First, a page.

Example 1: Live-streaming
In this case, there is only one eye witness, but she's unable to testify (the reason is irrelevant). Somehow you were able to get a copy of a video that the Witness made while live-streaming here day. This video contains a significant statement that you want to use at trial.
The statement in the video goes like this: "Wow! That red truck just ran the red light and hit the white car." And then, the camera focuses on the Defendant and Plaintiff in their respective vehicle.
With this video, you now have an out-of-court statement made by the Witness (a declarant) that we are trying to offer to prove the truth of the matter asserted.
Does the Present Sense Impression exception to hearsay apply?
In this scenario, the answer is yes because the statement is made while or immediately after the even occurred.
Example 2: After a nap
Let's alter the facts.
The Witness sees the events, but doesn't livestream. Instead, she goes home, takes a nap, wakes up 2 hours later, and decides to record a video on how her day went. In doing so, she makes the same statement as in the former scenario.
Does the Present Sense Impression exception apply here?
Nope. The statement was not made during or immediately after the event. Plus, there is no evidence showing spontaneity.
Example 3: Discussion with Police
Instead of taking a nap, the Witness sees the events unfold, and then 5 minutes later, the police arrive.
The Witness then gives the same statement as in the previous scenario, as the police officer record her statement with body-cam footage.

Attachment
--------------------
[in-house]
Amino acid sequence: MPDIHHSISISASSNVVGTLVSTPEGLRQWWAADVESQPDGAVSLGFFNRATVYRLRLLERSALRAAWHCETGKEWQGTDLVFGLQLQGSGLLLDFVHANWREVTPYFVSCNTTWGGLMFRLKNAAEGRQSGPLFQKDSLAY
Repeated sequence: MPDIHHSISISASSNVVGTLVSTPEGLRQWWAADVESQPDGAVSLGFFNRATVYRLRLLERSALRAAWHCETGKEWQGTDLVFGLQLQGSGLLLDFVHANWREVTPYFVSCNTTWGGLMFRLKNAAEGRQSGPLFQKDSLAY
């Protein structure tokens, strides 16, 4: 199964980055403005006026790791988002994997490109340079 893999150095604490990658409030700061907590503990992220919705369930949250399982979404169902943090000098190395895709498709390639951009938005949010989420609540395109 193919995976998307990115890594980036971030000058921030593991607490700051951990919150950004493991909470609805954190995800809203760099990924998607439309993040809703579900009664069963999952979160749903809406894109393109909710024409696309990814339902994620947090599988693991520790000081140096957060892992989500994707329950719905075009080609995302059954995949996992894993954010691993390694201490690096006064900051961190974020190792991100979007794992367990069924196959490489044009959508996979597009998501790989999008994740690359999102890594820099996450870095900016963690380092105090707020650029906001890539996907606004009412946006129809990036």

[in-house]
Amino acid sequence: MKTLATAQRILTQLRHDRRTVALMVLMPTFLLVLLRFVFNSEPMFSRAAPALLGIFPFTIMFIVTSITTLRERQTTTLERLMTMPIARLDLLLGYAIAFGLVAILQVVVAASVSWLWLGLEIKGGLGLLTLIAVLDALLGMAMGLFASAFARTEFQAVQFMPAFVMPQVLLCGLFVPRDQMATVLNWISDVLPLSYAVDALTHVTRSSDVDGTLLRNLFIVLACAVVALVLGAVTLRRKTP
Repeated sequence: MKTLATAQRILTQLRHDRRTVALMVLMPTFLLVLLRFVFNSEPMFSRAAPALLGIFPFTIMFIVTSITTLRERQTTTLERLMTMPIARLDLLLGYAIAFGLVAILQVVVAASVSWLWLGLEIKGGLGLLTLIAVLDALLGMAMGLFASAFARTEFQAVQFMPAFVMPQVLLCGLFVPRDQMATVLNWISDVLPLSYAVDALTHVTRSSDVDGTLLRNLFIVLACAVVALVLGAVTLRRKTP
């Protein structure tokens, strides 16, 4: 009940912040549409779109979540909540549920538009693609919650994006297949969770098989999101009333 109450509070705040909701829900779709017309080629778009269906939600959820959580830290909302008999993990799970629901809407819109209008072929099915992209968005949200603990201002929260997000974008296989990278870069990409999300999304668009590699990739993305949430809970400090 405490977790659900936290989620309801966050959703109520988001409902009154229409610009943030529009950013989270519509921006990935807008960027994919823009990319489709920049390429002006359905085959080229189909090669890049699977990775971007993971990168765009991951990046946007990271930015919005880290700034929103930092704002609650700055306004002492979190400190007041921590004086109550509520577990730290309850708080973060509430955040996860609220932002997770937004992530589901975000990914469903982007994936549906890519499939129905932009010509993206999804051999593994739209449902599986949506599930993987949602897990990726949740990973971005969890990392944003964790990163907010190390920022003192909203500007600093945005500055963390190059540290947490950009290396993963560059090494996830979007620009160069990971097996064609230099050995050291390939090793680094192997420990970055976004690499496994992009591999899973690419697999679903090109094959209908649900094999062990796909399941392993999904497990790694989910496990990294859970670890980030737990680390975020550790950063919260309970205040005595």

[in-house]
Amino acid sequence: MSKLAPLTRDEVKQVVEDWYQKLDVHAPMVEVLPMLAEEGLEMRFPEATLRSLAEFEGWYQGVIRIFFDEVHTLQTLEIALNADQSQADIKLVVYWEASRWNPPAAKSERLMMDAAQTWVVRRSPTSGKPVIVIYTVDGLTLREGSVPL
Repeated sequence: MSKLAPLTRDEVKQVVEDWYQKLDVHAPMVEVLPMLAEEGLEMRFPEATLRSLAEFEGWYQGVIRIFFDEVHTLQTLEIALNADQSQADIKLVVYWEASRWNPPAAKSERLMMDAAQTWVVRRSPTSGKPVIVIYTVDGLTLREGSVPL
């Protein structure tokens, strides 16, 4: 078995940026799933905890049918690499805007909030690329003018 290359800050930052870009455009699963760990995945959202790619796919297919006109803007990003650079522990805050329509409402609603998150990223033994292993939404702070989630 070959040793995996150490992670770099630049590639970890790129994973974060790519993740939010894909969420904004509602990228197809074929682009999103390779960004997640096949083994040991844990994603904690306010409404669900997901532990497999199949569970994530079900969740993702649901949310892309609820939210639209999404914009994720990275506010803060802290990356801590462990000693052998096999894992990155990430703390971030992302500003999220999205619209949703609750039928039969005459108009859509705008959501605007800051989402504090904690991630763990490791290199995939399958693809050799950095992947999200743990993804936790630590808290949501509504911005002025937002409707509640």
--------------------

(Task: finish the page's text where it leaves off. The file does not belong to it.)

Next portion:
Does the Present Sense Impression exception apply now?
Well, this is when things go gray and where most of the arguments will be made.
Under this scenario, the answer hinges on whether the facts indicate spontaneity. What did the Witness do (if anything) during that 5-minute window? Did she have enough time to consider the effects of a statement?
Since we're dealing with a gray area, you'll also need to factor in the judge and the local precedent in your jurisdiction.
If the judge doesn't buy your argument, then you may have to fall back on another hearsay exception.
The Present Sense Impression exception is focused on the theme of spontaneity. The further the facts stray from spontaneity, the more difficult the argument becomes.
Therefore, prior to trial, you'll want to get as much evidence as possible to support spontaneity (assuming that you're trying to apply the Present Sense Impression exception).
There's plenty more to learn about hearsay and its exceptions! We have more content to help simplify hearsay as a whole, which you can find on Law Venture's blog.